Rockford, Illinois, saw a record low temperature of -31F on Thursday, while Cedar Rapids, Iowa, set a daily record low of -30F.

The extreme cold also settled in over the Northeast on Thursday. In western New York, a storm that dumped up to 20 inches of snow gave way to subzero temperatures and dangerous wind chills. 

The arctic conditions caused problems from Buffalo to Brooklyn, where about 200 firefighters battling an early morning blaze in a commercial building took turns getting warm on buses. 

The phenomenon caused surreal scenes throughout the region, including Lake Michigan freezing over and blocks of ice covering the river in downtown Chicago. 

NASAs Atmospheric Infrared Sounder (AIRS) instrument (below) captured the polar vortex as it moved southward from central Canada into the Midwest from January 20 the 29th, with the purple showing the vortex at its coldest..

 

An aerial view of Chicago on Thursday shows just how much ice built up along the shore of Lake Michigan as temperatures dipped to below -20F during the past two days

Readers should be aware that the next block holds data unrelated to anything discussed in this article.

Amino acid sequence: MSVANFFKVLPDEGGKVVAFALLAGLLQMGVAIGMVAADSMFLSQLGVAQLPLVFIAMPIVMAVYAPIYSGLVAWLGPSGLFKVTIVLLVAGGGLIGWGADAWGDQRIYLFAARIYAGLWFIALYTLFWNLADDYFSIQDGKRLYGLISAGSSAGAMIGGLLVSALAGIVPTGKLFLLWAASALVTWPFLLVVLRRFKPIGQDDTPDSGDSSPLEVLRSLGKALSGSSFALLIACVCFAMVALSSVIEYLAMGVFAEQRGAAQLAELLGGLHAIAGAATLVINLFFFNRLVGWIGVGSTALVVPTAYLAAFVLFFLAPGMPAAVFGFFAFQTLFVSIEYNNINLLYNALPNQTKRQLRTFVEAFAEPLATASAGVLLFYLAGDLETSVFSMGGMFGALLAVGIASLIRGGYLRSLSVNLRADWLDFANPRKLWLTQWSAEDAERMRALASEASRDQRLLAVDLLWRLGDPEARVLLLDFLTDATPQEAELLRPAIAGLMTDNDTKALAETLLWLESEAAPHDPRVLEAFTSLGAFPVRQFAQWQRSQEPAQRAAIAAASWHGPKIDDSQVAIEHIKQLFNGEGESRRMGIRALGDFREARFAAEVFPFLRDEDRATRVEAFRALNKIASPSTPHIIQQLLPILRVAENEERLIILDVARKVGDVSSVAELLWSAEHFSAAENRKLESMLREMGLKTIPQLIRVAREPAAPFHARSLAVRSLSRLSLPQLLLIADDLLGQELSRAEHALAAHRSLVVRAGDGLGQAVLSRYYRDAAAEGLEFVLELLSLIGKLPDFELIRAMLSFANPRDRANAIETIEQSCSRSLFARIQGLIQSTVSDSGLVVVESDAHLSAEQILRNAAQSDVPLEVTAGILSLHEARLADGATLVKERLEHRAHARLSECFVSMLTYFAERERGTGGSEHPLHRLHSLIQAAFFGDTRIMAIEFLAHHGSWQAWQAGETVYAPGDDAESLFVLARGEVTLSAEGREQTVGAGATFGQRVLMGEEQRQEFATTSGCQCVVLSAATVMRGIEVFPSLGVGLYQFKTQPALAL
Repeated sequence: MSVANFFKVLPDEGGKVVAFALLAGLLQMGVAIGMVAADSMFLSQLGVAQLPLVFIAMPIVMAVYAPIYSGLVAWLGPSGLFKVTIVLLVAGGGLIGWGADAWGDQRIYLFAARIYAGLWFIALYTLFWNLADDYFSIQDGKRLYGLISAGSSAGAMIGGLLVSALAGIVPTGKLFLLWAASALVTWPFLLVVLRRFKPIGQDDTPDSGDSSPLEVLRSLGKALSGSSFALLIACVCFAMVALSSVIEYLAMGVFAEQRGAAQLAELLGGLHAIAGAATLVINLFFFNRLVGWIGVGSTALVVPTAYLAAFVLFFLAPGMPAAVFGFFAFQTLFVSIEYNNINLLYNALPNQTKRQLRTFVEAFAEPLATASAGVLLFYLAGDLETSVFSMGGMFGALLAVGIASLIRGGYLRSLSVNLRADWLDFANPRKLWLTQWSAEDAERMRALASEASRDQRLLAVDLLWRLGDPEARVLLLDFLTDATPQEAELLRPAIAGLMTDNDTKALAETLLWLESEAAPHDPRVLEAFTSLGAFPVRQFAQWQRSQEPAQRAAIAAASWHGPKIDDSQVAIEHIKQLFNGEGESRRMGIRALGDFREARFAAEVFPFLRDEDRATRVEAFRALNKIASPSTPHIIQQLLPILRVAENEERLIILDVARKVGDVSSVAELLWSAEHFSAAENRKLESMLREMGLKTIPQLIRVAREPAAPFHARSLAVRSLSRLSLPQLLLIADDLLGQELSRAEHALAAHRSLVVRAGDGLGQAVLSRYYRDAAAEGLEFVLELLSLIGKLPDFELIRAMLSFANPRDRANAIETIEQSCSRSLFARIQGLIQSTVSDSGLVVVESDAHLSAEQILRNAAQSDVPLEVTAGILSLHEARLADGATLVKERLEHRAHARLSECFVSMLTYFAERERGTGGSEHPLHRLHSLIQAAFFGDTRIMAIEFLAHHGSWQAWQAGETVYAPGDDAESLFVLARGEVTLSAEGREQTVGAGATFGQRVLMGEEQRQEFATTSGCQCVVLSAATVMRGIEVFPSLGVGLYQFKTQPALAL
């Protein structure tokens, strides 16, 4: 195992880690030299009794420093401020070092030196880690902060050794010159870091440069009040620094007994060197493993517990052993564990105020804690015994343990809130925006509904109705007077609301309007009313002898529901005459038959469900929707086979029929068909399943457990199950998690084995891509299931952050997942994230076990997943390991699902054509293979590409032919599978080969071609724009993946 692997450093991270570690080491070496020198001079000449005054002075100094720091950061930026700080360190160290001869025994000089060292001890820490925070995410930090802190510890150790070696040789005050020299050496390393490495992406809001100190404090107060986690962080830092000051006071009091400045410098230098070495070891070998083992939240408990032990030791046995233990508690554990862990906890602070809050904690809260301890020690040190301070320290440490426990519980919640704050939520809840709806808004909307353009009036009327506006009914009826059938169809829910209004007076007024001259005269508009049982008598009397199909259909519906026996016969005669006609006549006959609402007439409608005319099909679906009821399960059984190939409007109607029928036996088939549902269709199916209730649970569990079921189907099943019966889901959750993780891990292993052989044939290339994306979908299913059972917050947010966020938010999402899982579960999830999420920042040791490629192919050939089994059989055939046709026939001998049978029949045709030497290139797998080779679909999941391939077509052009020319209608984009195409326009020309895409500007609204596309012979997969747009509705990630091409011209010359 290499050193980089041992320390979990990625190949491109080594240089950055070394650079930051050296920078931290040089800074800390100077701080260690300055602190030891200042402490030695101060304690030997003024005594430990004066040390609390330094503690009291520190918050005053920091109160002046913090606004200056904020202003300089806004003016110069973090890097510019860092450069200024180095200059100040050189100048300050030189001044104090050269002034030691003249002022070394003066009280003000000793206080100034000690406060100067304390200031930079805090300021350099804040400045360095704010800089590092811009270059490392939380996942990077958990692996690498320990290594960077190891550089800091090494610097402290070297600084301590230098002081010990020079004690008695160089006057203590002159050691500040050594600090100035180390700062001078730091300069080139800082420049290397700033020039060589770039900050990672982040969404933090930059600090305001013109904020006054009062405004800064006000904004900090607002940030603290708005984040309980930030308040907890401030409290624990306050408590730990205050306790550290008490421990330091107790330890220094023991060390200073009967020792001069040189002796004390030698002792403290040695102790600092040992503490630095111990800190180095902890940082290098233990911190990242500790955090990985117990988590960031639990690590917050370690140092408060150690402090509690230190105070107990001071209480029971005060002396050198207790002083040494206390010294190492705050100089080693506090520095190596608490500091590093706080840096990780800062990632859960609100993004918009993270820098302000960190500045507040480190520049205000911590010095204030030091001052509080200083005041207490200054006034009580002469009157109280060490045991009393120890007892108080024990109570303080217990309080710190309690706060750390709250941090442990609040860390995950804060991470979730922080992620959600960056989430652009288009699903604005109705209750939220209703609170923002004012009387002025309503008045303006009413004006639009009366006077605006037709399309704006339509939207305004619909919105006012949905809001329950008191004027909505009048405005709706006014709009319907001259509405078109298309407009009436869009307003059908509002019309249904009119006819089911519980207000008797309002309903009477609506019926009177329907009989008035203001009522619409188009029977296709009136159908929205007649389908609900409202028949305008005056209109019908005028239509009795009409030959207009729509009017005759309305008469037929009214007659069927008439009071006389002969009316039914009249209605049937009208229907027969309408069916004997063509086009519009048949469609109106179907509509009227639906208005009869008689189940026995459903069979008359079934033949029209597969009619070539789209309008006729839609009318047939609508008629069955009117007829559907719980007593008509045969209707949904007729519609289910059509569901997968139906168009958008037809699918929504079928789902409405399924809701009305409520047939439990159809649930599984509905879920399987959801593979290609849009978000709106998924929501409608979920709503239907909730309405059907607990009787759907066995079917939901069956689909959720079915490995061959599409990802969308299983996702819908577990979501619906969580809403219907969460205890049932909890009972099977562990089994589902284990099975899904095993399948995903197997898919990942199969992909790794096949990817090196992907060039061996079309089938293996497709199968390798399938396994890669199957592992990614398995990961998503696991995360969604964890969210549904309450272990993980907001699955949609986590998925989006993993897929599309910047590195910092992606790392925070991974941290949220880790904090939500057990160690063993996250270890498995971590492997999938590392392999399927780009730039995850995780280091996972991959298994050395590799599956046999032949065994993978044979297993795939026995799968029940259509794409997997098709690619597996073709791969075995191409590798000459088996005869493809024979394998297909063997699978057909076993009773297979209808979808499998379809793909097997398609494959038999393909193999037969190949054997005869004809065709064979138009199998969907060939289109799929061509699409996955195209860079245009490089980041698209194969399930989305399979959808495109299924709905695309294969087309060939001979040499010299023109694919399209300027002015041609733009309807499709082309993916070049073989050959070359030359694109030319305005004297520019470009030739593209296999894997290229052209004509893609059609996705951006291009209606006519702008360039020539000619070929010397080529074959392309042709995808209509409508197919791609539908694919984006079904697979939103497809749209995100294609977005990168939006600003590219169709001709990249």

Snow and ice covers Soldier Field in Chicago on Thursday as temperatures plummeted in the city from the polar vortex

 

Lake Michigan froze over and the city of Chicago was blanketed in ice after days of recording-breaking low temperatures

 

Boat docks in Chicago were completely covered by ice and snow on Thursday after temperatures plunged during the deep freeze

 

A view of frozen Lake Michigan during the polar vortex is seen from an airplane in Chicago, Illinois

 

People take pictures as steam rises from Lake Michigan in Chicago on Thursday 

At its worst, the cold snap caused temperatures to plunge to -42F on Wednesday across the Midwest. 

The bitter cold was caused by displacement of the polar vortex, a stream of air that normally spins around the stratosphere over the North Pole but whose current was disrupted. 

It pushed eastward and states including Massachusetts, New York and Pennsylvania were experiencing bitterly cold temperatures Thursday.

The prospect of a weekend break offered little comfort to those enduring icy conditions, brutal winds and temperatures. 

By the weekend, Chicago, which experienced near-record cold on Wednesday and Thursday, was expected to bask in snow-melting highs in the mid-40s to low 50s Fahrenheit. So will other parts of the Midwest. 

The deep freeze has caused more than a dozen deaths since Saturday with some dying in weather-related traffic accidents and others from freezing to death.